The second thing that matters with workplace dynamics is the staff mix. The experience level and age mix. How balanced is it? Do you have both young and aged nurses (yes I’m talking about how old they actually are)? Do you have new and seasoned nurses (to the nursing profession)? Do you have new and seasoned nurses (specific to the nursing unit of interest)?
If at all possible never work for a nursing unit that has:

• All younger aged nurses
• All older aged nurses
• All new nurses to the unit
• All nurses who’ve worked an entire career there.
• All new grads
• All seasoned nurses needing to retire

Notice a pattern above? Yes, all the extremes and no balance. They don’t deal with change well. Ever. And it’s one of the worst environments to grow as a professional. This place will teach you nothing. Well, it will teach you one thing, where not to work.

Find balance. Find balance and you’ll find a place to grow, a place to learn and a place you’ll want to work.

Until next time…

 


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____________________________________________________
The views and opinions expressed on this website and/or in the videos on this channel are that of myself and not of any educational institution. In compliance with HIPAA and to ensure patient privacy, all patient identifiers in all content have been deleted and/or altered. The views expressed on this website and/or in the videos on this channel are personal opinions only, not intended as medical advice. The information I present is for general knowledge purposes only.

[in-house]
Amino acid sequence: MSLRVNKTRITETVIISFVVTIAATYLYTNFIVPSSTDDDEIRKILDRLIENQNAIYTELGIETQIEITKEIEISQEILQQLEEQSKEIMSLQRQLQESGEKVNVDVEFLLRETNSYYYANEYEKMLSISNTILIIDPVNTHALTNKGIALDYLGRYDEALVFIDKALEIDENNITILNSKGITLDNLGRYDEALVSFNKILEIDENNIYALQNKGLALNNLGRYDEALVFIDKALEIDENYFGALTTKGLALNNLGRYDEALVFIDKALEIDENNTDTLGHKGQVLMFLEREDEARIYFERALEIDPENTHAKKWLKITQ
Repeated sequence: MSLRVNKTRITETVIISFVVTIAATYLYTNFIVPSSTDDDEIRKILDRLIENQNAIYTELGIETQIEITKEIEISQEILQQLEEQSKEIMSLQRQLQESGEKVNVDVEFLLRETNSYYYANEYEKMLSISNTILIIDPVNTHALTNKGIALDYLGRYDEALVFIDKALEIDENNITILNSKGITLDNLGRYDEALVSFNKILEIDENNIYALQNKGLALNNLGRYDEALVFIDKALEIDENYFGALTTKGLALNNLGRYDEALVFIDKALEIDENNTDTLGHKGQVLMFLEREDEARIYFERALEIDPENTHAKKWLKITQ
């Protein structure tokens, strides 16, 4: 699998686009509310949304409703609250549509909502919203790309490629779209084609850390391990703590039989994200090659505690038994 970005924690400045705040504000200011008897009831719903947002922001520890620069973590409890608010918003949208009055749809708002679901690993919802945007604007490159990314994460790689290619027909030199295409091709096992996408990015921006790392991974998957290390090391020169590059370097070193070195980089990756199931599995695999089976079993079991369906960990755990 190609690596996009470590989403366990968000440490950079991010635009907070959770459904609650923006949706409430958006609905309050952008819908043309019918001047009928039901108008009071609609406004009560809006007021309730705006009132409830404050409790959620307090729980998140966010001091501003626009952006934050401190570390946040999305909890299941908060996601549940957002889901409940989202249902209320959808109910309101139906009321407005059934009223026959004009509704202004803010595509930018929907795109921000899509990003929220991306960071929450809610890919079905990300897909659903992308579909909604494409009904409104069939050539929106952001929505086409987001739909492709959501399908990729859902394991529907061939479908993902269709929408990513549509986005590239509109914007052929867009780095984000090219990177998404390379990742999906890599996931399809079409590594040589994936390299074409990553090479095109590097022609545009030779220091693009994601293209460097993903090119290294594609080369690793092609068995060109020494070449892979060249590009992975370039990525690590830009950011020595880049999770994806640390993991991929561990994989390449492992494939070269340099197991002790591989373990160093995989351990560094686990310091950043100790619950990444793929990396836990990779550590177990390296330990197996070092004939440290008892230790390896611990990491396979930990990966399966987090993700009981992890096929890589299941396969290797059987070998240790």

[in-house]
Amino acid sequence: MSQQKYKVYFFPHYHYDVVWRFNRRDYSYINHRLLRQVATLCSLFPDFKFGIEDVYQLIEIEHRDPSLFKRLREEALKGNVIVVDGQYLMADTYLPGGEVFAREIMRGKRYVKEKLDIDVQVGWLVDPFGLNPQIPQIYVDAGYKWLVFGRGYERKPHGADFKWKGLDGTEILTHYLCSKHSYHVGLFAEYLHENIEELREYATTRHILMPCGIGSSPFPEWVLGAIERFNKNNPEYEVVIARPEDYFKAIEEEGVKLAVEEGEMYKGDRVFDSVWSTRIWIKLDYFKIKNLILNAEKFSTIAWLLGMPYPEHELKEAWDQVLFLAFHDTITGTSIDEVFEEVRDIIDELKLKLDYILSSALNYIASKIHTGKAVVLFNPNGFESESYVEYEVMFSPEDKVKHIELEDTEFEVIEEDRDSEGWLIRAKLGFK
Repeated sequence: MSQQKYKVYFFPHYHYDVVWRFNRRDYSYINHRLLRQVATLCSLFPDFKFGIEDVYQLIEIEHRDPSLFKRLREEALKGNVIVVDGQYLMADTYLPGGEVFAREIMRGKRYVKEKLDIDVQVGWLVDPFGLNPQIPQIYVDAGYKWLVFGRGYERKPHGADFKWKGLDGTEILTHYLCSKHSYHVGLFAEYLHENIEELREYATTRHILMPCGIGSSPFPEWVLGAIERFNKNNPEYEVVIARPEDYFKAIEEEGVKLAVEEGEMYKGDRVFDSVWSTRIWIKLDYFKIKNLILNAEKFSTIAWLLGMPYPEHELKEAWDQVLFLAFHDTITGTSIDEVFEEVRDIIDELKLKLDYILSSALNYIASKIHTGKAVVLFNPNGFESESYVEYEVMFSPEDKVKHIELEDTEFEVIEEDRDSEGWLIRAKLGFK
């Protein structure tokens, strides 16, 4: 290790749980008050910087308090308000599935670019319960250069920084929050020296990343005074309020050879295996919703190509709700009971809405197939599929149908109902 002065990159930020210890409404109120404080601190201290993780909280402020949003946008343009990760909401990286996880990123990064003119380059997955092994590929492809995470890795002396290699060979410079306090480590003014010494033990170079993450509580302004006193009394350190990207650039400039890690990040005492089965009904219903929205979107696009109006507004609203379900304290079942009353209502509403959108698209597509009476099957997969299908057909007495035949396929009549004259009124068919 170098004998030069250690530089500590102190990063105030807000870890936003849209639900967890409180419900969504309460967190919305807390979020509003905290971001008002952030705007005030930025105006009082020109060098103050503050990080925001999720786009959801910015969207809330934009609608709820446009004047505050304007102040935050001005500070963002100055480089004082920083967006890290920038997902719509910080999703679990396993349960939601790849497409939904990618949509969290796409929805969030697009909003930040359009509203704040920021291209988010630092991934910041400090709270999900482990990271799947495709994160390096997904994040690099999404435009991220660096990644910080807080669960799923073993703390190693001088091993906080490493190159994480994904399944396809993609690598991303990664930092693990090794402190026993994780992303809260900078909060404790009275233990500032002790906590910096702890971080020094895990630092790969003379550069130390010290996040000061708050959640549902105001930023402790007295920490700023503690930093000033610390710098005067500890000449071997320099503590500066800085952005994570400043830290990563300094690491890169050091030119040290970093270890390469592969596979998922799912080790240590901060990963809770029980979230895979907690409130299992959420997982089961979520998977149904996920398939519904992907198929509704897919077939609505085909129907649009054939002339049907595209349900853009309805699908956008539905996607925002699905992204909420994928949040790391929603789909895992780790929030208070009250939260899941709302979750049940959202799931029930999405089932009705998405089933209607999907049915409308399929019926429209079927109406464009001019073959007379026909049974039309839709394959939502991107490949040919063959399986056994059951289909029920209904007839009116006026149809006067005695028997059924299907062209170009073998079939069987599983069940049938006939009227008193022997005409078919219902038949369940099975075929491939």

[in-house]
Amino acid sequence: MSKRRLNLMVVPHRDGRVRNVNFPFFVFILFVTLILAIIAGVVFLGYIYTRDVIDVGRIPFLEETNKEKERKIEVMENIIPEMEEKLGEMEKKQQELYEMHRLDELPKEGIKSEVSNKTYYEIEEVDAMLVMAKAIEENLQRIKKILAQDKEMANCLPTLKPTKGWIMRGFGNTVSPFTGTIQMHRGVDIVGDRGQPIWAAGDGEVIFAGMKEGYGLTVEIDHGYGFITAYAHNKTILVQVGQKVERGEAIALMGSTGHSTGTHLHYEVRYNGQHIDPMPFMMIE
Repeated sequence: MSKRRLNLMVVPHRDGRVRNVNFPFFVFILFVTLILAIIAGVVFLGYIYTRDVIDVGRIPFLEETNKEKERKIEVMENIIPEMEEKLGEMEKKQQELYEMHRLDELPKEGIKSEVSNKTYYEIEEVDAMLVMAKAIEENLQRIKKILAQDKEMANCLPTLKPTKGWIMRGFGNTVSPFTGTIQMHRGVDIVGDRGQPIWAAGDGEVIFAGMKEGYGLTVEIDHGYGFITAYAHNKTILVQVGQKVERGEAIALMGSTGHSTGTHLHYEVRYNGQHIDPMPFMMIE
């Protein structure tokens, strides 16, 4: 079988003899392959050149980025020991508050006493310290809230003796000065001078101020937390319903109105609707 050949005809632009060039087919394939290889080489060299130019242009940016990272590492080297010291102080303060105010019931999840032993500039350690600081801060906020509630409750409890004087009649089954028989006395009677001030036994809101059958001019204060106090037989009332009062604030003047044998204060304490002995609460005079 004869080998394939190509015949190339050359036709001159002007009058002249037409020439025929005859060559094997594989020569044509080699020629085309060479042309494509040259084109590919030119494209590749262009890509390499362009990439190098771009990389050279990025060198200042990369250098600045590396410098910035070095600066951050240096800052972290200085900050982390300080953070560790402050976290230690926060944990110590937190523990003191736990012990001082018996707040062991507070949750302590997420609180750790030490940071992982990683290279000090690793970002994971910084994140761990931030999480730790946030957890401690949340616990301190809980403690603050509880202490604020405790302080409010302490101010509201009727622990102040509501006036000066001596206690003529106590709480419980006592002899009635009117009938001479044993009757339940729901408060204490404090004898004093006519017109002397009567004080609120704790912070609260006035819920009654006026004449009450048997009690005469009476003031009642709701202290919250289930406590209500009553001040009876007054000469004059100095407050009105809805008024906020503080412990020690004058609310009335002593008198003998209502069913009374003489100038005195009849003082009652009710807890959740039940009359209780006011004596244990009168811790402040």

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What about calling NPs doctor?

Is it OK for a Nurse Practitioner (NP) to introduce themselves as doctor?

The advanced nursing degree required to practice as an NP is at a minimum a Master’s of Science in Nursing (MSN), but you can also attain you Doctorate of Nursing Practice (DNP).

Is it ok for a DNP to introduce themselves as doctor? I mean, they have earned their doctorate degree.

 

Until next time…

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📷 ▶ @seanpdent
Nurse | Blogger | Podcaster | Speaker | Author | Storyteller.
•Over 400 free nurse vlogs.
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How to display your nursing credentials?

What goes where? Which is first and what do I include? Why?

Just remember that your academic degree is always first. And you list your credentials chronologically, most recent is closest to your name.

The proper order:
-Highest earned degree (BSN, MSN, PhD, DNP, etc.)
-Licensure (RN, CRNP, CRNA, etc)
-State designations or requirements (APRN, CRNP, etc.)
-National certifications (ACNP-BC, CCRN, CEN, etc.)
-Awards and honors (…. EMT, PHRN, etc.)
-Other recognitions (BLS, ACLS, ect.)

**P.S. Can you tell this was one of my first videos…?  😂

 

 

Until next time…


Don’t forget to sign up for email updates –> HERE!
If you enjoy my work and want to support me creating new and exciting content, I’m on Patreon! With your help, I can expand and create even cooler stuff. Check me out and donate: https://www.patreon.com/seanpdent
📷 ▶ @seanpdent
Nurse | Blogger | Podcaster | Speaker | Author | Storyteller.
•Over 400 free nurse vlogs.
•YouTube Live: Fridays 8pm EST.